That said, is it wrong to pollute the internet? It serves as an uncensored (for the most part) outlet for all people and the casual sense by which people approach it has made it a conversational tool. Also, how do we label something as trash? However pointless it may seem to post that "your dog pooped in your living room", if it gives someone a chuckle in the middle of a boring day, what's the harm? With a growing number of participants on social networking sights such as Twitter and Facebook, it'll be interesting to see if we eventually "overpollute" the internet.

To read more about the Pear Analytical study, click the following link:

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Prioritizing for the Future | Financial Agenda | Charles West

Presley Design studio, a web-design company in Dallas, suggests in its blog that small businesses choose designers who charge prices that are not too cheap, and at the same time, not too expensive. (Presley, 1) Presley uses this way of thinking when considering how much to charge clients for their work, and claims that it has kept them in business the past seven years. It is only natural for us to want to charge a large amount of money for the work we produce; the more money we have, the more financially secure we are. If we charge too much for our work, however, our clients will choose other, cheaper vendors who can give them the same quality product. At the same time, designers who are still in college typically do not have very much money, and charging too little would be detrimental to our own financial agendas. The question is how do we decide that we are charging a price that is both reasonable for our clients, and reasonable for us?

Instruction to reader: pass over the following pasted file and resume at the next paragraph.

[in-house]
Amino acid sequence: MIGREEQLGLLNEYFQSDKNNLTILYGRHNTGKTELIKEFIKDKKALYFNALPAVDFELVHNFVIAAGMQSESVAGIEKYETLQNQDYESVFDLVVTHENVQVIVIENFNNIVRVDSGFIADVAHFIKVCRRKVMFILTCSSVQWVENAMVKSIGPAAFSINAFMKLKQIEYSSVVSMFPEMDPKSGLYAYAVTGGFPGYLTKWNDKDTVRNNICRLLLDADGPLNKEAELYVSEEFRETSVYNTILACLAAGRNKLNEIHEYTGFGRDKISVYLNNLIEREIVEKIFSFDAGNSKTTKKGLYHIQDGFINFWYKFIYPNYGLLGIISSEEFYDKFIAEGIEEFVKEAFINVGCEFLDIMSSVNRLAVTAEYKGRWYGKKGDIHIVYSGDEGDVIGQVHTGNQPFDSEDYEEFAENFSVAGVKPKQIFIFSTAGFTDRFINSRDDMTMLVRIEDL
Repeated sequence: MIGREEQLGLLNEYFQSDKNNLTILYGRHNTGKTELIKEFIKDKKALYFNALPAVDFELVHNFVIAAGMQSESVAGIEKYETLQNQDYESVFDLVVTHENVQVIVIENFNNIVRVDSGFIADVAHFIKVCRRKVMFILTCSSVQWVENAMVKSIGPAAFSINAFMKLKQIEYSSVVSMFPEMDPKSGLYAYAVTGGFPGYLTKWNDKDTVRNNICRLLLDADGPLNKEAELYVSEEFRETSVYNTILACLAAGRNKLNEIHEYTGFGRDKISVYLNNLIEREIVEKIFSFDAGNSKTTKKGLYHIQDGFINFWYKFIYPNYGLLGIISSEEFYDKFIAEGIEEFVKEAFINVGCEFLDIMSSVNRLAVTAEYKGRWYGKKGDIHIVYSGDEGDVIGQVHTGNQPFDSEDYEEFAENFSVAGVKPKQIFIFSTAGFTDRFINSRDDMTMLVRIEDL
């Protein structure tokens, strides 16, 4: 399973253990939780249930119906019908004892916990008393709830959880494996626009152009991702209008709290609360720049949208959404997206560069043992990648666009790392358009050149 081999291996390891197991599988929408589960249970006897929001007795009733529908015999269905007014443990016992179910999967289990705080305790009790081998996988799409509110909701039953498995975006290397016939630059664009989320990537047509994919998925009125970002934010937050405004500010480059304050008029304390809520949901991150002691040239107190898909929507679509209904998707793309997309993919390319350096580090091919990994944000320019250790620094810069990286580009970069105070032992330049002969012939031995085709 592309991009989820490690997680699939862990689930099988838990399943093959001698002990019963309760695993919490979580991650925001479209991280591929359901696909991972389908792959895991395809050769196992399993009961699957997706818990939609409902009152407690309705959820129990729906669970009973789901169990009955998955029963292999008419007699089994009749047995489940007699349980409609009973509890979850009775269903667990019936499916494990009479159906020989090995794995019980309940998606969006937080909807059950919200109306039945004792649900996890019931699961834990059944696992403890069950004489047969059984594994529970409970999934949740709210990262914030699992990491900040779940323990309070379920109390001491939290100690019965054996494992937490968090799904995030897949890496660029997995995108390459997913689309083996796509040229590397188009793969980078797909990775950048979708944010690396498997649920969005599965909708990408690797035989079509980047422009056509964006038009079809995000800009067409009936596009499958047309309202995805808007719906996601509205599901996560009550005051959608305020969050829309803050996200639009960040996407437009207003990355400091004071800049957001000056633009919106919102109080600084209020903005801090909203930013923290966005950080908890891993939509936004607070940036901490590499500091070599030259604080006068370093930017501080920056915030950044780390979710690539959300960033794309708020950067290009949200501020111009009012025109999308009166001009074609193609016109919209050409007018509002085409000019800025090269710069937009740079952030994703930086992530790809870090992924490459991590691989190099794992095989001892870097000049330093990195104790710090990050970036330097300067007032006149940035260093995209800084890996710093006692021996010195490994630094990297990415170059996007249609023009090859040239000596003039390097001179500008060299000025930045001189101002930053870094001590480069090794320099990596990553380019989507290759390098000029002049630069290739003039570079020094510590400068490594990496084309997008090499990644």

A quick and easy way to figure out how to price our work would be to ask an experienced, professional designer for advice. This is what I did before taking on my first freelance design. After consulting my advisor, he suggested a specific hourly rate, taking into account the quality of my work, and that I am still a student who, without the support of my parents, is not financially secure. Both he and I decided that this was not too cheap for me, and not too expensive for the client. In the end, however, the client was unwilling to pay the amount, and while he was very pleased with the design, he paid a much smaller price for it.

Of course, as we discussed in class, that there is the issue of paying our dues in the design world before we try to earn big bucks, and sometimes that means doing work for free. When choosing which payless jobs to take, however we must consider both present and future; will a specific freelance job for little or no pay lead us to higher financial security later? I currently intern for no pay at the Dakota Jazz club, a club that is well known throughout the US. Designing for the Dakota takes up much of my time and, as a result, I have had to tell other, smaller clients that the work I do for them over this semester would not be completed as quickly as it once was. Designing for a well-known jazz company will get me more attention than designing for my other clients, and therefore, have the potential to work for even bigger clients in the future who will pay me even more. While small jobs can be a quick way to earn experience, we must prioritize if we want to be financially secure.